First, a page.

Making clusters with Blueprints

 

Yes, you can use Ambari Blueprints if your data is stored in OneFS.

 

It's like a Hadoop replicator

 

Ambari Blueprints have been around since Ambari 1.6, and provide an API to make the Ambari cluster creation and configuration process effortless and repeatable. You no longer have to restart deployment after you choose the wrong radio button in the install wizard, or have to do a deep debug of services to discover you forgot a single, critical setting that you really have to do every time.

 

Actually it's like a replicator and a protocol droid rolled up in one -- Star Trek and Star Wars. You use it to talk to Ambari in the machine language that defines services and that it uses to speak to itself. The community continues to improve Blueprints, too. Ambari 2.2 includes Ranger, config recommendations, and a tech preview of true automation of Kerberos. Here is an intro from the latest Ambari documentation if you actually don't know what I'm talking about. It points to this helpful wiki for the API.

 

Because the OneFS integration with Ambari is unique, there are a few requirements that need to be repeated in every deployment. Blueprints to the rescue!

 

How Isilon engineering uses it

 

We use blueprints to quickly deploy test clusters that are the same every time. We automate cluster creation by spinning up enough

virtual machines with vCenter to satisfy the blueprint, then we install Ambari across them and submit the blueprint to Ambari. We are confident that as we test new Ambari and HDP versions we're looking at something built the same way every time. We use the OneFS platform API to create zones on existing systems, or to configure a short-lived virtualized OneFS cluster alongside the virtual HDP cluster.

 

Do It Yourself

 

Here's the workflow and some json samples so that you can get your hands dirty.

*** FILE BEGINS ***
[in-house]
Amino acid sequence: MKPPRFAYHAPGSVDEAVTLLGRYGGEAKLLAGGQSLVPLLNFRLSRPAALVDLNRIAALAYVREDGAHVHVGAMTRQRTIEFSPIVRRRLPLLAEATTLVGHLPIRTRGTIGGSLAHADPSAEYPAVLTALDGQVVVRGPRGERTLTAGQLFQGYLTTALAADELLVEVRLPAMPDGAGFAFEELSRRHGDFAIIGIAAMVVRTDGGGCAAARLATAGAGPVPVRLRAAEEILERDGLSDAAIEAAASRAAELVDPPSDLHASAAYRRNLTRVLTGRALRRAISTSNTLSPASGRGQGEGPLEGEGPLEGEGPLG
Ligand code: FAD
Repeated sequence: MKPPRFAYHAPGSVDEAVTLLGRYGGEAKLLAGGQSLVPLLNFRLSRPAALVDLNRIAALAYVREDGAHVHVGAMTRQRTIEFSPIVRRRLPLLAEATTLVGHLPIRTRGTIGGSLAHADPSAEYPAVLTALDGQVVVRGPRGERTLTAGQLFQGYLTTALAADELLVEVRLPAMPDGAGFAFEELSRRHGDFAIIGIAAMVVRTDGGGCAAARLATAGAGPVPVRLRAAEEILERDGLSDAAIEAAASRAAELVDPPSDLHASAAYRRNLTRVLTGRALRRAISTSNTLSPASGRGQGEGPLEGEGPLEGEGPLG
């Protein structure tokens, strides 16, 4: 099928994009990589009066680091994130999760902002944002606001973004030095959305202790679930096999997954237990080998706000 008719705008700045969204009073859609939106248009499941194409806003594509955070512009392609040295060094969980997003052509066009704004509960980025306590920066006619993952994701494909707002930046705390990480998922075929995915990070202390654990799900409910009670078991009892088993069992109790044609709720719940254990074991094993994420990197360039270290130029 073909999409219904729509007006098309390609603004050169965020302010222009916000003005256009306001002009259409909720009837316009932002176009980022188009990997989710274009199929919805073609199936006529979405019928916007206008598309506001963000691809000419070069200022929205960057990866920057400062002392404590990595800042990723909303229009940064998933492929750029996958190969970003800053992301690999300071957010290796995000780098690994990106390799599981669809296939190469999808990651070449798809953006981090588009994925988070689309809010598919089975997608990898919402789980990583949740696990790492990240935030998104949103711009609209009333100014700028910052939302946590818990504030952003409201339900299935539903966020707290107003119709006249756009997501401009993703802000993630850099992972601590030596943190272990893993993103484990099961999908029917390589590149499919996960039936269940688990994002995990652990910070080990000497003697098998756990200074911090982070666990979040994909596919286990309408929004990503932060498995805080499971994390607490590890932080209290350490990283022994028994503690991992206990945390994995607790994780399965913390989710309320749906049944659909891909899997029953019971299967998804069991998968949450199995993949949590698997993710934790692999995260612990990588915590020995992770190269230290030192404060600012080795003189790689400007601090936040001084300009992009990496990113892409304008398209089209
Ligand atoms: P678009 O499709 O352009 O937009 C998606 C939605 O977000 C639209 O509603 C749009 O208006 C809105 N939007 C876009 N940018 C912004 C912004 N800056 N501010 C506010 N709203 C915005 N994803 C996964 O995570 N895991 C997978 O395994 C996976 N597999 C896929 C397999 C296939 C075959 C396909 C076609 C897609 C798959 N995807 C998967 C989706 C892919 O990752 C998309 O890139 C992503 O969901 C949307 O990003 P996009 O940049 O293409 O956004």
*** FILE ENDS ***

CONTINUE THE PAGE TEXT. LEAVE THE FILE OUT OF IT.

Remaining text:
There are two key elements. First, a blueprint file includes all of the necessary settings and a description of which service components should be deployed together, and how many of each type of host should be created. Second, a cluster creation template provides Ambari with the details for the hosts that it should actually deploy on.

 

OneFS

 

Before you start the Ambari deployment, get OneFS ready. You should have necessary service users configured in your AD or as local users, provide the NameNode and Ambari Server addresses, and complete necessary HDFS settings. If you find yourself needing to repeatedly create and configure OneFS access zones in addition to Hadoop clusters, OneFS has a great API for management. Find out more in our OneFS SDK info hub.

 

Blueprint

 

Here are the things that OneFS needs for the deployment to be successful.

 

  • Host group for OneFS, which has cardinality of 1
  • OneFS includes NAMENODE, DATANODE, SECONDARY_NAMENODE, METRICS_MONITOR
    • Add in KERBEROS_CLIENT if you're doing a Kerberos deployment
  • Override a few default settings

 

Here's a simple example:

 

{

  "Blueprints" : {

    "stack_name" : "HDP",

    "stack_version" : "2.4"

  },

  "host_groups" : [

    {

      "name" : "onefs_group",

      "components" : [

        {"name" : "DATANODE"},

        {"name" : "NAMENODE"},

        {"name" : "SECONDARY_NAMENODE"},

        {"name" : "METRICS_MONITOR"}

          ],

      "cardinality" : "1"

    },

    {

      "name" : "master_group",

      "components" : [

        {"name" : "APP_TIMELINE_SERVER"},

        {"name" : "HISTORYSERVER"},

        {"name" : "RESOURCEMANAGER"},

        {"name" : "HDFS_CLIENT"},

        {"name" : "MAPREDUCE2_CLIENT"},

        {"name" : "NODEMANAGER"},

        {"name" : "YARN_CLIENT"},

        {"name" : "ZOOKEEPER_CLIENT"},

        {"name" : "ZOOKEEPER_SERVER"}

      ],

      "cardinality" : "1"

    },

    {

      "name" : "client_group",

      "components" : [

        {"name" : "HDFS_CLIENT"},

        {"name" : "MAPREDUCE2_CLIENT"},

        {"name" : "NODEMANAGER"},

        {"name" : "YARN_CLIENT"},

        {"name" : "ZOOKEEPER_CLIENT"},

        {"name" : "ZOOKEEPER_SERVER"}

      ],

      "cardinality" : "2"

    }

  ],

  "configurations" : [

    {

      "hdfs-site" : {

        "dfs.client-write-packet-size" : "131072",

        "dfs.namenode.http-address" : "%HOSTGROUP::onefs_group%:8082",

        "dfs.namenode.https-address" : "%HOSTGROUP::onefs_group%:8080"

      }

    },

    {

      "yarn-site" : {

        "yarn.scheduler.capacity.node-locality-delay" : "0"

      }

    }

  ]

}

 

Here's why each of these settings were included:

 

ScopeKeyValueNote
hdfs-sitedfs.client-write-packet-size131072The default block size on OneFS is larger than the Hadoop default of 65536.
hdfs-sitedfs.namenode.http-address\<SmartConnect>:8082OneFS uses custom ports.
hdfs-sitedfs.namenode.https-address\<SmartConnect>:8080OneFS uses custom ports.